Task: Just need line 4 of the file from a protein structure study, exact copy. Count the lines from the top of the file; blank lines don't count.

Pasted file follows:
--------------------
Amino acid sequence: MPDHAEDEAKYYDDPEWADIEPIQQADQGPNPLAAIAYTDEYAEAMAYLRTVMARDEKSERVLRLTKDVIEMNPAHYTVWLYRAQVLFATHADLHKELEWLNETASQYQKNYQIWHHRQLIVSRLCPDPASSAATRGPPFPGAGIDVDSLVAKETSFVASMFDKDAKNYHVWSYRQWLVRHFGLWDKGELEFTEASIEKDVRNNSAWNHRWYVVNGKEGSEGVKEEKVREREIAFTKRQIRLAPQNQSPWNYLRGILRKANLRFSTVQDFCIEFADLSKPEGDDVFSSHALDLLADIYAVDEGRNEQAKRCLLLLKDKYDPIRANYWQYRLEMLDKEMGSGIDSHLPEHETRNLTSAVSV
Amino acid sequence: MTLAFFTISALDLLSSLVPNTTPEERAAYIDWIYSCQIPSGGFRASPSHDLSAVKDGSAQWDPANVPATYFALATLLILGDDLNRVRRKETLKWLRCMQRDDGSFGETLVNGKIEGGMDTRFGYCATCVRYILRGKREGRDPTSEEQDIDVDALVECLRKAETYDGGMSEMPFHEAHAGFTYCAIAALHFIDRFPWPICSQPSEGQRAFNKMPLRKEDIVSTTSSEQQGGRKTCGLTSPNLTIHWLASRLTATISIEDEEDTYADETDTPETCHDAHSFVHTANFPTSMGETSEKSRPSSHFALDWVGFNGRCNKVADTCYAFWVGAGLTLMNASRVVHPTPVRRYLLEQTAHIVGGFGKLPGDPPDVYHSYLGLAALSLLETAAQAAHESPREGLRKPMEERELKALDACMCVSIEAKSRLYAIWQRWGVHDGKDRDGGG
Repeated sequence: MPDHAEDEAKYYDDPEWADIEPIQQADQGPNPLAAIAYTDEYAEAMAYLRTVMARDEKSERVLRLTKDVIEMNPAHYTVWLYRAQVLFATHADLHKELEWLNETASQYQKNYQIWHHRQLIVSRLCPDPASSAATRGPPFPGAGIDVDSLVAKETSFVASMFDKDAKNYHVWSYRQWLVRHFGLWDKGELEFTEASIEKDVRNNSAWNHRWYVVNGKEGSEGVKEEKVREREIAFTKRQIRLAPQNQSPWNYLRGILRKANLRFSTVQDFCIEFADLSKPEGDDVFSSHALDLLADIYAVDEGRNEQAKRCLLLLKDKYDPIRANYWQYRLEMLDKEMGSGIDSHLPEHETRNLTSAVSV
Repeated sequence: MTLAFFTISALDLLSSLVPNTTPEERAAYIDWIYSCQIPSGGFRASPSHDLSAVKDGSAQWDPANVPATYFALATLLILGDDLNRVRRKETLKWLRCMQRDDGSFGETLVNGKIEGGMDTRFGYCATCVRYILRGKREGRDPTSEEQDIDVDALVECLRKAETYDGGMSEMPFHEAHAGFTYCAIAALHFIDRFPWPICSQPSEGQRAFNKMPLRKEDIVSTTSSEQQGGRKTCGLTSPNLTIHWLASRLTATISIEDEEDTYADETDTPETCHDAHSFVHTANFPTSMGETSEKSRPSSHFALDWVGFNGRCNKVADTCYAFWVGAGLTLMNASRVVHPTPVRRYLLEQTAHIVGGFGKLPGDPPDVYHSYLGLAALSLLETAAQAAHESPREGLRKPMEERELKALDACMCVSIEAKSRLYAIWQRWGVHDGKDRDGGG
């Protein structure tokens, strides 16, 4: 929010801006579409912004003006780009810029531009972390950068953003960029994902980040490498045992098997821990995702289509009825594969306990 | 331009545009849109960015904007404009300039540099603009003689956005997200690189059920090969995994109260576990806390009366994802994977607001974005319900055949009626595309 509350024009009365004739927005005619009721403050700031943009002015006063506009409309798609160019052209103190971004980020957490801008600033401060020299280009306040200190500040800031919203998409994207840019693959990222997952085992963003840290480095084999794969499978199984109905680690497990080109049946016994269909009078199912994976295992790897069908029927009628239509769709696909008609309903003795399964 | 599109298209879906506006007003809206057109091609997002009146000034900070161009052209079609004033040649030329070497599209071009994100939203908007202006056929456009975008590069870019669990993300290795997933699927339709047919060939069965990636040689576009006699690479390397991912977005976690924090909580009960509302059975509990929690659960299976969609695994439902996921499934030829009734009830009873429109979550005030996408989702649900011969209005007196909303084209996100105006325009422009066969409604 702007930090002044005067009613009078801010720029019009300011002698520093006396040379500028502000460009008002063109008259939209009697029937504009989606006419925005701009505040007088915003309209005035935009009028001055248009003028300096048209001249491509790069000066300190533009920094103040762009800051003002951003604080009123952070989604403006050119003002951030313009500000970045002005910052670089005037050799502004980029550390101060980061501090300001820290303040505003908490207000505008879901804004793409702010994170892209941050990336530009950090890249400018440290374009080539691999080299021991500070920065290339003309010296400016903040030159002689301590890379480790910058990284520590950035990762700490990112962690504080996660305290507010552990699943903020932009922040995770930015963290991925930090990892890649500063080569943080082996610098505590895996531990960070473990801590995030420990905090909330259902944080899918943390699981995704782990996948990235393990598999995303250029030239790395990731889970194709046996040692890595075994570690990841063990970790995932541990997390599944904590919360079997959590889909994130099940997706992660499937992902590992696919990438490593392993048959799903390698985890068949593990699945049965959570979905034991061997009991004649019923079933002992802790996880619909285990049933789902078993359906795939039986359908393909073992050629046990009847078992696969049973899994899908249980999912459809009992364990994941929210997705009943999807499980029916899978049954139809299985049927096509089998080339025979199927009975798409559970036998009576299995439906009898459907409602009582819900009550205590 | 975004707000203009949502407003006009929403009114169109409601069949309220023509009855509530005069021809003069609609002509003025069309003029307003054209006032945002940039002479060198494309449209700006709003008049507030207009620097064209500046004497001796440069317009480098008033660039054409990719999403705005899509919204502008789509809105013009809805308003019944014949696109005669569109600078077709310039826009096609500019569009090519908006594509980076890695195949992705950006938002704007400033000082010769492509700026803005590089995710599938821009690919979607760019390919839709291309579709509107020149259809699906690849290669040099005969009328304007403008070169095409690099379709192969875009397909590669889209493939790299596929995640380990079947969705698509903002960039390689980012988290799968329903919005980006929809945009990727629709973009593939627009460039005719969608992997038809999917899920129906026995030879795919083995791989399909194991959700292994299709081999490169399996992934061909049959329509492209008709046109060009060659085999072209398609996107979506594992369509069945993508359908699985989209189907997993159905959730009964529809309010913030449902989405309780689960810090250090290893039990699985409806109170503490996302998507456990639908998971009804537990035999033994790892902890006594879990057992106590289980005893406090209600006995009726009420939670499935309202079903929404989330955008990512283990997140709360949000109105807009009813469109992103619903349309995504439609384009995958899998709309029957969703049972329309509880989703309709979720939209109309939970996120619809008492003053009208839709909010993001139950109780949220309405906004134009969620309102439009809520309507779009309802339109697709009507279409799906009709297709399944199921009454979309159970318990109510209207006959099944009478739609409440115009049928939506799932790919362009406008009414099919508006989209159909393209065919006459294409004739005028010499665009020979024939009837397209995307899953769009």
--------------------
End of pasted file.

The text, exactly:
Repeated sequence: MTLAFFTISALDLLSSLVPNTTPEERAAYIDWIYSCQIPSGGFRASPSHDLSAVKDGSAQWDPANVPATYFALATLLILGDDLNRVRRKETLKWLRCMQRDDGSFGETLVNGKIEGGMDTRFGYCATCVRYILRGKREGRDPTSEEQDIDVDALVECLRKAETYDGGMSEMPFHEAHAGFTYCAIAALHFIDRFPWPICSQPSEGQRAFNKMPLRKEDIVSTTSSEQQGGRKTCGLTSPNLTIHWLASRLTATISIEDEEDTYADETDTPETCHDAHSFVHTANFPTSMGETSEKSRPSSHFALDWVGFNGRCNKVADTCYAFWVGAGLTLMNASRVVHPTPVRRYLLEQTAHIVGGFGKLPGDPPDVYHSYLGLAALSLLETAAQAAHESPREGLRKPMEERELKALDACMCVSIEAKSRLYAIWQRWGVHDGKDRDGGG